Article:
The study was supported by a research grant of CardioFocus, Marlborough, MA, USA.
Visually Guided Sequential Pulmonary Vein Isolation: Insights into Techniques and Predictors of Acute Success
Article first published online: 9 JAN 2012
© 2012 Wiley Periodicals, Inc.
Journal of Cardiovascular Electrophysiology
Volume 23, Issue 6, pages 576–582, June 2012
How to Cite
SCHMIDT, B., GUNAWARDENE, M., URBAN, V., KULIKOGLU, M., SCHULTE-HAHN, B., NOWAK, B., BORDIGNON, S. and CHUN, K. J. (2012), Visually Guided Sequential Pulmonary Vein Isolation: Insights into Techniques and Predictors of Acute Success. Journal of Cardiovascular Electrophysiology, 23: 576–582. doi: 10.1111/j.1540-8167.2011.02247.x
Drs. Schmidt and Chun received speaker's bureau fees from CardioFocus. Other authors: No disclosures.
- Issue published online: 11 JUN 2012
- Article first published online: 9 JAN 2012
- Manuscript received 2 Septemper 2011; Revised manuscript received 13 October 2011; Accepted for publication 9 November 2011.
- atrial fibrillation;
- laser balloon;
- pulmonary vein isolation
Sequential PVI with Laser Balloon. Introduction: Pulmonary vein isolation (PVI) is a challenging procedure most often requiring sophisticated technical aids such as electroanatomical mapping, double transseptal access, and the use of a circular mapping catheter. We sought to develop a PVI strategy solely based on visual guidance with a single ablation device as well as a single transseptal puncture using the endoscopic ablation system (EAS).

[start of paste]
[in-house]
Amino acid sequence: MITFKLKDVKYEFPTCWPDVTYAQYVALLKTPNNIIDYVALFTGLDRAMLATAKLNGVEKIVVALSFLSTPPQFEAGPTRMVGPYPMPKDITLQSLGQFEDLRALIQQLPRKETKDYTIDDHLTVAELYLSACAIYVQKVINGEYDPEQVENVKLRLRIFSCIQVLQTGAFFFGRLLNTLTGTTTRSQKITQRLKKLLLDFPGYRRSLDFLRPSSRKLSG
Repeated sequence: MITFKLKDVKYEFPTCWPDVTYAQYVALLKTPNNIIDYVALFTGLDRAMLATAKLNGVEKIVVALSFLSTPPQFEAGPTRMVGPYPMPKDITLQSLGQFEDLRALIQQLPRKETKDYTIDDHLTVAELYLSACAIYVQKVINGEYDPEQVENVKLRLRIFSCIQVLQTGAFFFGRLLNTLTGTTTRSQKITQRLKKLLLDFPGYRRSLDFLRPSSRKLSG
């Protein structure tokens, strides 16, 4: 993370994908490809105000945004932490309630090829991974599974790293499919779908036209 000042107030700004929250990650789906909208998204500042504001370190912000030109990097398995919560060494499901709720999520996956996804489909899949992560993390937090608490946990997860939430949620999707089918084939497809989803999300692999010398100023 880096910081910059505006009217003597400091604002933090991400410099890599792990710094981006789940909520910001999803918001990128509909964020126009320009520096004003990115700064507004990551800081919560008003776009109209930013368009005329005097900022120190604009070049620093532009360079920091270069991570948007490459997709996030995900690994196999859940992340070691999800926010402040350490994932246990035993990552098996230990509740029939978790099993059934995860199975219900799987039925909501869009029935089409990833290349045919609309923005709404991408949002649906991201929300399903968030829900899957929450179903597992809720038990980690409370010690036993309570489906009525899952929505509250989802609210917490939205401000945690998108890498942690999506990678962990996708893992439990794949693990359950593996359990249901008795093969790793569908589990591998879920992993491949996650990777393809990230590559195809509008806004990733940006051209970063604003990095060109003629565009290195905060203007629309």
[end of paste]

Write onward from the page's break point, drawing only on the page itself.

Methods and Results: In 35 patients with drug-refractory atrial fibrillation (18 male, mean age: 62 ± 9 years) ablation was performed. PVI was achieved in 96 of 137 PVs (70%) purely by visually guided circular ablation. Predictors of acute isolation were the degree of PV occlusion by EAS as well as the number of catheter repositionings but not total ablation energy or the number of laser applications. Conduction gaps were detected at sites with suboptimal occlusion as well as esophageal temperature elevations. Further EAS ablation resulted in a 98% acute isolation rate. Mean procedure and fluoroscopy times were 154 ± 38 minutes and 16 ± 6 minutes, respectively. Between the first and last 12 cases, a reduction in procedure times (175 ± 48 minutes vs 138 ± 26 minutes; P = 0.05) was observed. One pericardial tamponade and 1 right-sided phrenic nerve palsy occurred. During a median follow-up of 266 days (q-q3: 218–389), 27 of 35 patients (77%) remained free of any tachyarrhythmia recurrence off antiarrhythmic drugs.
Conclusions: Sequential PVI based solely on endoscopic visual information with a single device and a single transseptal puncture is feasible. Optimal PV occlusion and few controlled repositionings facilitate PVI. (J Cardiovasc Electrophysiol, Vol. 23, pp. 576–582, June 2012)